Nazareth: Orphans, Ghosts and a Saint

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Students prepare for a bus trip from the Nazareth Catholic Orphanage, 1931. Click for a larger version. Image courtesy the NC Division of Archives and History.

On May 3, 1900, Sister Mary Agnes Price became the postmaster of the newest post office in the Raleigh area.  The post office was called “Nazareth,” named for the Catholic orphanage located near Bilyeu Street and Western Boulevard.  Sister Mary Agnes’ brother, Father Thomas Frederick Price, founded the orphanage two years earlier.

Thomas Frederick Price was the first native North Carolinian to be ordained a Catholic priest in 1886.  As a priest, he was known to be energetic and full of zeal, even continuing his sermon and cracking jokes after being pelted with vegetables.  It was Father Price’s idea to start an orphanage and seminary, and he was granted permission by Bishop Haid, the Vicar of the Apostolic Church of North Carolina.

The Nazareth Orphanage started to shelter Catholic and Protestant boys in 1898, and the seminary followed 1902.  Boys at the Nazareth Orphanage worked on the 600 acres farming, bookbinding and publishing.  Father Thomas Price published two Catholic magazines from the orphanage, Truth and Our Lady’s Orphan Boy.  It was the large volume of mail generated by those magazines that necessitated the opening of a new post office.

Nazareth Orphanage was the home to as may as 100 children at a time, and eventually accepted girls as well.  Local Raleigh businesses and residents donated items like food and books to help the orphanage.  At the Nazareth seminary, students came from across the U.S. to study to become Catholic home missionaries in the “Regina Apostolorum” building.


A child prays at his bed in the orphanage, 1931. Click for a larger version. Image courtesy the NC Division of Archives and History.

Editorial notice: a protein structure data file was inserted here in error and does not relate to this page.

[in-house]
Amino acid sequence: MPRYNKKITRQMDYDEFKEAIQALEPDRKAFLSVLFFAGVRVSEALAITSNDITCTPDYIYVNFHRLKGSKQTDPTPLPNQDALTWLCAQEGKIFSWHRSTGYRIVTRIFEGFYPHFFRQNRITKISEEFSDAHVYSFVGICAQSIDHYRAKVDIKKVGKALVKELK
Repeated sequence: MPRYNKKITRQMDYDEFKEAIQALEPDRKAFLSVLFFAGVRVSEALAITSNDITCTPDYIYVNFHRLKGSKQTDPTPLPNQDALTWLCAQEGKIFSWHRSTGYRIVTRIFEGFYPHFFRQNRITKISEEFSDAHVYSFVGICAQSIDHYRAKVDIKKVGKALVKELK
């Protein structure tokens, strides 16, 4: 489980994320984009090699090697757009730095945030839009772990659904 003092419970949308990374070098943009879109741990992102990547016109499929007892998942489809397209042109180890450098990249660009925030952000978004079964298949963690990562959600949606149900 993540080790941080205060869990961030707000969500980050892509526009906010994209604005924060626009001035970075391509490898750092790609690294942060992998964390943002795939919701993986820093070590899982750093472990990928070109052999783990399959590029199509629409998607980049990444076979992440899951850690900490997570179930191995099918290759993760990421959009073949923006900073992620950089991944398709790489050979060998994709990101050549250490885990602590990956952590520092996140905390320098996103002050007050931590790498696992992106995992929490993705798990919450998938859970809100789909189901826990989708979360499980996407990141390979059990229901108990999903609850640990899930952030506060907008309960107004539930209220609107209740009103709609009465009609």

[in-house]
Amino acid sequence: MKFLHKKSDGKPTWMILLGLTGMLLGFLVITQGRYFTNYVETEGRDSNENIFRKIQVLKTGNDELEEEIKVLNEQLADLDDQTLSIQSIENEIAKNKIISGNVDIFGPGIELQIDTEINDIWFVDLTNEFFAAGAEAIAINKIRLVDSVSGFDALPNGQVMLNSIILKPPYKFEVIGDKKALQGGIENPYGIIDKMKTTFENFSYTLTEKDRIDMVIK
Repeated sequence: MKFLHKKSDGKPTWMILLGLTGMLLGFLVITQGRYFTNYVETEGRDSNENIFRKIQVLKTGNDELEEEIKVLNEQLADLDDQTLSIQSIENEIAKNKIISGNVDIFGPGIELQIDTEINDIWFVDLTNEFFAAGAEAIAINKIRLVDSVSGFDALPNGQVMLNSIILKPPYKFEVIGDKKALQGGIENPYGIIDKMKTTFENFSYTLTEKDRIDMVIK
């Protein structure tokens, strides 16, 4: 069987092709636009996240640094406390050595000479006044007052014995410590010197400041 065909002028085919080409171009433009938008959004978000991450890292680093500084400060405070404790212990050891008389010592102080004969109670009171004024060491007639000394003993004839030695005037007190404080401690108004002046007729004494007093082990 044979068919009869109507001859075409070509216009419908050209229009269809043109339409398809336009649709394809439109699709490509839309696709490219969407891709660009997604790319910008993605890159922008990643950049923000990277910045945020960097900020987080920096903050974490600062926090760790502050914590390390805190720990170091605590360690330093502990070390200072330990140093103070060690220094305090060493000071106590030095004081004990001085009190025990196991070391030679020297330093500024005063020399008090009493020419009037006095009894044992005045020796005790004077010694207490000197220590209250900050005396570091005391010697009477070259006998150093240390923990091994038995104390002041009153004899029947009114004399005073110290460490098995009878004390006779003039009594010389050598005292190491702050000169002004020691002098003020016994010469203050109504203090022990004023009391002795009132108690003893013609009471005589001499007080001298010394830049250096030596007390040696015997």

Nazareth experienced several fires, starting in 1905, that led to gruesome ghost stories that persist even today.  Legend has it that the orphanage burned to the ground, taking the lives of many innocent children with it.  If you go there at night, you will hear the screams of children and smell smoke in the air.  That road is now referred to as “Cry Baby Lane”.

What happened, in fact, is that a fire in 1905 consumed the priest’s living quarters.  One priest was crippled after jumping from a third story window to escape the flames, and another, John Gladdish, was killed in the same manner after helping a number of his fellow priests to safety.


The orphanage school's athletic group. Image courtesy the NC Division of Archives and History.

A fire in 1912 burned the stables, but no one was injured.  A 1961 fire, started by a priest who was attempting to burn wasps’ nests, burned the rectory to the ground, but again, no one was injured.

Father Price left Nazareth in 1911 to begin an international mission, and died suddenly in China in 1919 after his appendix burst.  That year, Catholic supporters began to call for his canonization, an effort that continues to this day.

Nazareth began to sell off some of its 600 acres, donating a portion of land where the original orphanage had stood to Cardinal Gibbons High School in 1962.  This private Catholic high school was one of the first institutions in the nation to integrate in 1953, a year before the Brown v. Board of Education Supreme Court ruling. In 1975, the remaining orphanage building became the home of Catholic Diocese of Raleigh, and it is still standing today.

Despite the ghostly legends, my favorite story about Nazareth Orphanage comes from one of its young residents in the 1950s.  Harry Stewart recalled yearly trips to Morehead City during summers at the orphanage.  Since they had to milk cows everyday, they took the cows with them on the train.  The orphans led about 10 cows from a spot near what is now Mission Valley through Raleigh to the train depot at the corner of Jones and West Streets.